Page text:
An examination is made of how the development of the Internet in Japan is likely to affect civic rights and the relationship between citizens and their government. This was undertaken to determine if the trajectory of Internet development in Japan, with its distinct locational and corporate biases, has followed the predictions of two prominent Japanese commentators: the visionary Kumon Shumpei who espoused an expansive international perspective that citizens will be transformed into 'netizens' in a virtual community; and the media analyst Kogawa Tetsuo, whose pessimistic views were targeted primarily at a national audience and concerned the adaptability of the Japanese to the 'permanent autonomous zones' created by information technology. The observations of these commentators on the relationship between the Internet and civil society are tested in an examination of the degree to which the social and political uses of the Internet have followed their conjectures by means of two case studies: the protest movements over United States bases in Okinawa, and the Nibutani Dam in southern Hokkaido-an area with a predominantly indigenous Ainu population. Although the authors report evidence that the Internet has extended the sphere of grass-roots political activity, they believe its effect is likely to be limited until there is a restructuring of Japanese political organisations and attitudes.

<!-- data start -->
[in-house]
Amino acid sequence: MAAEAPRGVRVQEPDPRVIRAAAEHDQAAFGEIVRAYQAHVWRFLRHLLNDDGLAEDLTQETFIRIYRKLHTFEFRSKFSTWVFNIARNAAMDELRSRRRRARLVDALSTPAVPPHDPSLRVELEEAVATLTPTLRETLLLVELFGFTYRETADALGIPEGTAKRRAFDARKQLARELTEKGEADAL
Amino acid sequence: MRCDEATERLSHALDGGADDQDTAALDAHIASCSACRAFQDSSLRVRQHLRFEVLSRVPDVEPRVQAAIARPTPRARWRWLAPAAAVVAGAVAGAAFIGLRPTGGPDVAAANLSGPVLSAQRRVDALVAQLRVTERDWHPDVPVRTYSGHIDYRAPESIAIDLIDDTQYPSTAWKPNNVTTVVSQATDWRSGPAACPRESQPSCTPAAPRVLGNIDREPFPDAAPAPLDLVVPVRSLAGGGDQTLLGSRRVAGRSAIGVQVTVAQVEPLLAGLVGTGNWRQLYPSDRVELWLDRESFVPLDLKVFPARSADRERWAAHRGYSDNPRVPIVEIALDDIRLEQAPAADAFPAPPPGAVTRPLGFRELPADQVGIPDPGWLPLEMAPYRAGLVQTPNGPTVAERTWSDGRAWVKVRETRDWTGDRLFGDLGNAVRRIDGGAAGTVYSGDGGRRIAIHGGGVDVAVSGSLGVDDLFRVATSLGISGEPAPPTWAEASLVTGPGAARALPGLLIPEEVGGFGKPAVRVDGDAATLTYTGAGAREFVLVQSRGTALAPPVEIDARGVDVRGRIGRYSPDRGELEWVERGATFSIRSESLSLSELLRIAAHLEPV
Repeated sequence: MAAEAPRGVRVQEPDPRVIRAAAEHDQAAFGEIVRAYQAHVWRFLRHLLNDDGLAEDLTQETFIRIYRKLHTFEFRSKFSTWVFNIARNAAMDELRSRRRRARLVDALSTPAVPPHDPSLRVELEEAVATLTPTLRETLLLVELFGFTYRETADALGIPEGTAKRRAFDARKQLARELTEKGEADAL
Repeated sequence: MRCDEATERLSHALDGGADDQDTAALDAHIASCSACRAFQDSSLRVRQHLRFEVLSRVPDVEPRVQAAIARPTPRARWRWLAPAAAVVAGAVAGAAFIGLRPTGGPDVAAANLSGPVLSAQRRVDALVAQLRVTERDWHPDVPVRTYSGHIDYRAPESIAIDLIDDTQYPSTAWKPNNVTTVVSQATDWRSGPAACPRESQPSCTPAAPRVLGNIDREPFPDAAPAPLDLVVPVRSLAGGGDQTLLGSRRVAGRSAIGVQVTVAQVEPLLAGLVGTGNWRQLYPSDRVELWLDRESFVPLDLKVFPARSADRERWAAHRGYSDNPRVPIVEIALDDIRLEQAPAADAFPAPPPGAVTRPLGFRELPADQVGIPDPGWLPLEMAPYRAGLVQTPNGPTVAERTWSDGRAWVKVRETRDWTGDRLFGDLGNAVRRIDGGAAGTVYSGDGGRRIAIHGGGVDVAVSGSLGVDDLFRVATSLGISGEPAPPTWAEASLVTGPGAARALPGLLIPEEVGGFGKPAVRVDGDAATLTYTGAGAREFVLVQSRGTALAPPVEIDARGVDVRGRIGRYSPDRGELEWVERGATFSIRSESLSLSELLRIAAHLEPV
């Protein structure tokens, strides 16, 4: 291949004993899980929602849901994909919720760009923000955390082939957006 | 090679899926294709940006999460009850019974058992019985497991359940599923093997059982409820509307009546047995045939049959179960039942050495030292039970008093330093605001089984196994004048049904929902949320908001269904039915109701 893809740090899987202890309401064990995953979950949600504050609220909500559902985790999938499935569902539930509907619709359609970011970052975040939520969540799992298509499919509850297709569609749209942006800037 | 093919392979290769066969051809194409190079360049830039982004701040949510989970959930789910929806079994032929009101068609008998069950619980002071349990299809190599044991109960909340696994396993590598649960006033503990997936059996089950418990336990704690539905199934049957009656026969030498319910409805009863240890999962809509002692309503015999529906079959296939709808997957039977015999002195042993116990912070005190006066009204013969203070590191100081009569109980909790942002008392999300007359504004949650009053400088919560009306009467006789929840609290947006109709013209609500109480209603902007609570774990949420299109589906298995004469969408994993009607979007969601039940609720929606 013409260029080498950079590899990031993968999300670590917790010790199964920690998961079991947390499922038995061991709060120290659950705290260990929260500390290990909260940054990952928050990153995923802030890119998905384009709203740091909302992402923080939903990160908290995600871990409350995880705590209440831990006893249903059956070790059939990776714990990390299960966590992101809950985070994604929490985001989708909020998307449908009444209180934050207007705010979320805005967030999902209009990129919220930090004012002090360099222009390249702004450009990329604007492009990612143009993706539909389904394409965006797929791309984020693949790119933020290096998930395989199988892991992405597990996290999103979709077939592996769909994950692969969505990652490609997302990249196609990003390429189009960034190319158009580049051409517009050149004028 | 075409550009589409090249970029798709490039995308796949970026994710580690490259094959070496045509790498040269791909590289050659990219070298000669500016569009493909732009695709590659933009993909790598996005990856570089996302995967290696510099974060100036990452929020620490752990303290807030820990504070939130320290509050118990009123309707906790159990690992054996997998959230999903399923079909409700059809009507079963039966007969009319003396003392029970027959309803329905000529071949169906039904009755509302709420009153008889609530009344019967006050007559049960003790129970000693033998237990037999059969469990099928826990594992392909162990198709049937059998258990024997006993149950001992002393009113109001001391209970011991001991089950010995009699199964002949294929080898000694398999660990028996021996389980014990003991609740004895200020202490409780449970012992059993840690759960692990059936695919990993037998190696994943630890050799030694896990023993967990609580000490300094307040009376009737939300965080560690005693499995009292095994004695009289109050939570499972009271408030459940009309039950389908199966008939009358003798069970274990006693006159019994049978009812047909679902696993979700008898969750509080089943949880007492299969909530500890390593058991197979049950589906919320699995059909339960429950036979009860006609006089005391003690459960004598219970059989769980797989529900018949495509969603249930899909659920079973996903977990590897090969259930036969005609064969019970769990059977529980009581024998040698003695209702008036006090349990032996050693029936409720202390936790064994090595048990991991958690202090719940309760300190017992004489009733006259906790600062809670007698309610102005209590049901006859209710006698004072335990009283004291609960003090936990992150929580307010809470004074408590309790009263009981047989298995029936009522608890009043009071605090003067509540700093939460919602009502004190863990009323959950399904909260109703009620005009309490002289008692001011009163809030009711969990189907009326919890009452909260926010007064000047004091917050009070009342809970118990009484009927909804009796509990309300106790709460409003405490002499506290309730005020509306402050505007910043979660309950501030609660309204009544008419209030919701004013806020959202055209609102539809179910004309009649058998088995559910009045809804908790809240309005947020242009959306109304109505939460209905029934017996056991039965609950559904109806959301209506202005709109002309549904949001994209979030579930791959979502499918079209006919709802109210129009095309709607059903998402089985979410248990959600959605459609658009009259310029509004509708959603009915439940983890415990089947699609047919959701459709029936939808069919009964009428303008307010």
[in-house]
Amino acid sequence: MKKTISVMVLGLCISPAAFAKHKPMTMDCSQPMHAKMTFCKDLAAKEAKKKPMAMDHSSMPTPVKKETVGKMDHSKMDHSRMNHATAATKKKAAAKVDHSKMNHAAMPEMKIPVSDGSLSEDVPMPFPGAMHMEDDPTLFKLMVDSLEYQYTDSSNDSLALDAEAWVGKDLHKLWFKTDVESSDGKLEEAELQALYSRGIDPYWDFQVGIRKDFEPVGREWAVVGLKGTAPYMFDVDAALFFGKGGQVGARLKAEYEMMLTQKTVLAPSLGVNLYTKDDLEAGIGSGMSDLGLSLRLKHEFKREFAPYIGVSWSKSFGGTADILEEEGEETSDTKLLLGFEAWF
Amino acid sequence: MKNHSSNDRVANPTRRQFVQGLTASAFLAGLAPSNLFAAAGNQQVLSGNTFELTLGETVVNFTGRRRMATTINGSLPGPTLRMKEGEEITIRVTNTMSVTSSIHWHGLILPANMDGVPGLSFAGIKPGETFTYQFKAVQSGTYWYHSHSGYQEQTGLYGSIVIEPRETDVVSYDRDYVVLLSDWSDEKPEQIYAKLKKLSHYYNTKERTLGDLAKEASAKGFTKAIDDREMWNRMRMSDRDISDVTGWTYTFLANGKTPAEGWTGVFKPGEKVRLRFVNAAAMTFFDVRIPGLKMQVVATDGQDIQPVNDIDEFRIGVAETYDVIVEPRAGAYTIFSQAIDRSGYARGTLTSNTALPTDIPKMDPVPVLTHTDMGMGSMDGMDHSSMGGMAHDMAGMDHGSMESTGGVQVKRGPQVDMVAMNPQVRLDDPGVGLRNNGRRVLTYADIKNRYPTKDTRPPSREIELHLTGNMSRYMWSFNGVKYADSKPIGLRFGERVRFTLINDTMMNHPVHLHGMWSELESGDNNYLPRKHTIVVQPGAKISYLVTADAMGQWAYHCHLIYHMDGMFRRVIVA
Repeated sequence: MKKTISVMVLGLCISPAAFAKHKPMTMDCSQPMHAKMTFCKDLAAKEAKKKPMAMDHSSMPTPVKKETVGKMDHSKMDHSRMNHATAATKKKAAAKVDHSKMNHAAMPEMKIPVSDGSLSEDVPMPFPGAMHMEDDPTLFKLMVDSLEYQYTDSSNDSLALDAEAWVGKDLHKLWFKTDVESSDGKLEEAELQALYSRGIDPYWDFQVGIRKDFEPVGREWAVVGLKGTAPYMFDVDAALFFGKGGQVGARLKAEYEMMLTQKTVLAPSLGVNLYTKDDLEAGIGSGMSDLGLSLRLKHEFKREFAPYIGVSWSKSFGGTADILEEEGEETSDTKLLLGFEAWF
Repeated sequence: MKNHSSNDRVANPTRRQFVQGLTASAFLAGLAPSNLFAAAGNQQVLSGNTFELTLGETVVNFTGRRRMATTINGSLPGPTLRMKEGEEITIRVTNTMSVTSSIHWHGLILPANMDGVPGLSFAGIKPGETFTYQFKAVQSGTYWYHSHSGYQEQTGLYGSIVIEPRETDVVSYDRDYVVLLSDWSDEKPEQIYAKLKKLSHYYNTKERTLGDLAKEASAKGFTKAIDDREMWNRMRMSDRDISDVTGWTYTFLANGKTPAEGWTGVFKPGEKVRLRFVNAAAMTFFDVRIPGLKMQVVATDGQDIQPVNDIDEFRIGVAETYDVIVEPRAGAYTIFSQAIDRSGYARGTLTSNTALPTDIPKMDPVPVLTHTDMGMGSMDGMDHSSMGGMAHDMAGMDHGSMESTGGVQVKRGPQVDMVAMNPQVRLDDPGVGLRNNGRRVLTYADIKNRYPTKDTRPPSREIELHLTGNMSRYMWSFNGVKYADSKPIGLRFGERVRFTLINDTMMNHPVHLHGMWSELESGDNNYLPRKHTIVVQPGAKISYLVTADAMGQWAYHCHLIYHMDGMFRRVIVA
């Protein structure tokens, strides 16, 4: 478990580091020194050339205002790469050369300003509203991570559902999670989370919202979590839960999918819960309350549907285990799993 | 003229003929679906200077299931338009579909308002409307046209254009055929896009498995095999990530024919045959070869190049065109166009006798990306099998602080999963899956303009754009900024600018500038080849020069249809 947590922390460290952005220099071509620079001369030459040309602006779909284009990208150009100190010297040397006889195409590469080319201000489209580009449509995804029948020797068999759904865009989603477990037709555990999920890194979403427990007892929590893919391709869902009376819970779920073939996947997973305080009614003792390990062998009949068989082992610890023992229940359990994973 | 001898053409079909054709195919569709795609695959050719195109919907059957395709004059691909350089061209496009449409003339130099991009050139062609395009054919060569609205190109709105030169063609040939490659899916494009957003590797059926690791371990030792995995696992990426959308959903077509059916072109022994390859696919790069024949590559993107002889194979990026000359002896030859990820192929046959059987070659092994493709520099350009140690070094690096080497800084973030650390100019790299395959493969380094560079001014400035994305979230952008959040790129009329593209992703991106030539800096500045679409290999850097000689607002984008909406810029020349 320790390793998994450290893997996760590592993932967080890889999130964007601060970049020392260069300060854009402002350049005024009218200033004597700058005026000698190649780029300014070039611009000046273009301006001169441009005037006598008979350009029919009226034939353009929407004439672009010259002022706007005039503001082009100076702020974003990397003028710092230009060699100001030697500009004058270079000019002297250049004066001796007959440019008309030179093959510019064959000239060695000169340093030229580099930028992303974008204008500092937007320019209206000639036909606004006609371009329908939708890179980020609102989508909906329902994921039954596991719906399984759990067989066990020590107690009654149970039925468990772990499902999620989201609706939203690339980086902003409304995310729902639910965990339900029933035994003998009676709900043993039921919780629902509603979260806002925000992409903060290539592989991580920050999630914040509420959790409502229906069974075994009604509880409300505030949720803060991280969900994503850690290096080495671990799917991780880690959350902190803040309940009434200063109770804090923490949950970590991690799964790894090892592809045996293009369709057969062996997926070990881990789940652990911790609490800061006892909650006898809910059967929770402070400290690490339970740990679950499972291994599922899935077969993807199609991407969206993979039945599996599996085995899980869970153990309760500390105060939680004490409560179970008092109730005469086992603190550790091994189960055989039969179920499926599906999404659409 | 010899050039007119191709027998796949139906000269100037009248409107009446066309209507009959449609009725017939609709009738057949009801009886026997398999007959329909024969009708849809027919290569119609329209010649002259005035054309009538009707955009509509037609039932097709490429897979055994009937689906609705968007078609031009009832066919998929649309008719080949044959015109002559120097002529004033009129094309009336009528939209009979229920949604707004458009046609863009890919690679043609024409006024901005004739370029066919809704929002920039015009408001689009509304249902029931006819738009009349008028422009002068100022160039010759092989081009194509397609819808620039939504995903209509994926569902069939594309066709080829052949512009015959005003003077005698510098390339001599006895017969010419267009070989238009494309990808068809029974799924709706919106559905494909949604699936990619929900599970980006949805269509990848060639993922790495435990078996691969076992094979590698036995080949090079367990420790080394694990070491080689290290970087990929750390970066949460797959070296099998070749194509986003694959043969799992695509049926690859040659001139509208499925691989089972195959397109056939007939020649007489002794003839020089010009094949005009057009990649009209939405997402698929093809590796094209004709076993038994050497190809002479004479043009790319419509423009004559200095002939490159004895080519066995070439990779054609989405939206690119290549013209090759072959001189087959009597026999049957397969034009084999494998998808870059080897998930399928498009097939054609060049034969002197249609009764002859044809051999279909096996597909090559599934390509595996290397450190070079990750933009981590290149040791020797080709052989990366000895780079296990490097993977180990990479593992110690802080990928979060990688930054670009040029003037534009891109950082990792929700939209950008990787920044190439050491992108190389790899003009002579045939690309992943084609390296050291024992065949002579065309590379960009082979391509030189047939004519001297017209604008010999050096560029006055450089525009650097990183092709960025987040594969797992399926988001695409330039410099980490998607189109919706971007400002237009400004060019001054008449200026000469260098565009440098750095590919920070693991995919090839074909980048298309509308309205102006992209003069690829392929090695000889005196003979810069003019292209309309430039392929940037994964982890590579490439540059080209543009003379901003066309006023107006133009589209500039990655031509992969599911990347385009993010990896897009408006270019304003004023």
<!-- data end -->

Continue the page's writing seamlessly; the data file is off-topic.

|Journal||Environment and Planning A|
|Publication status||Published - 1999|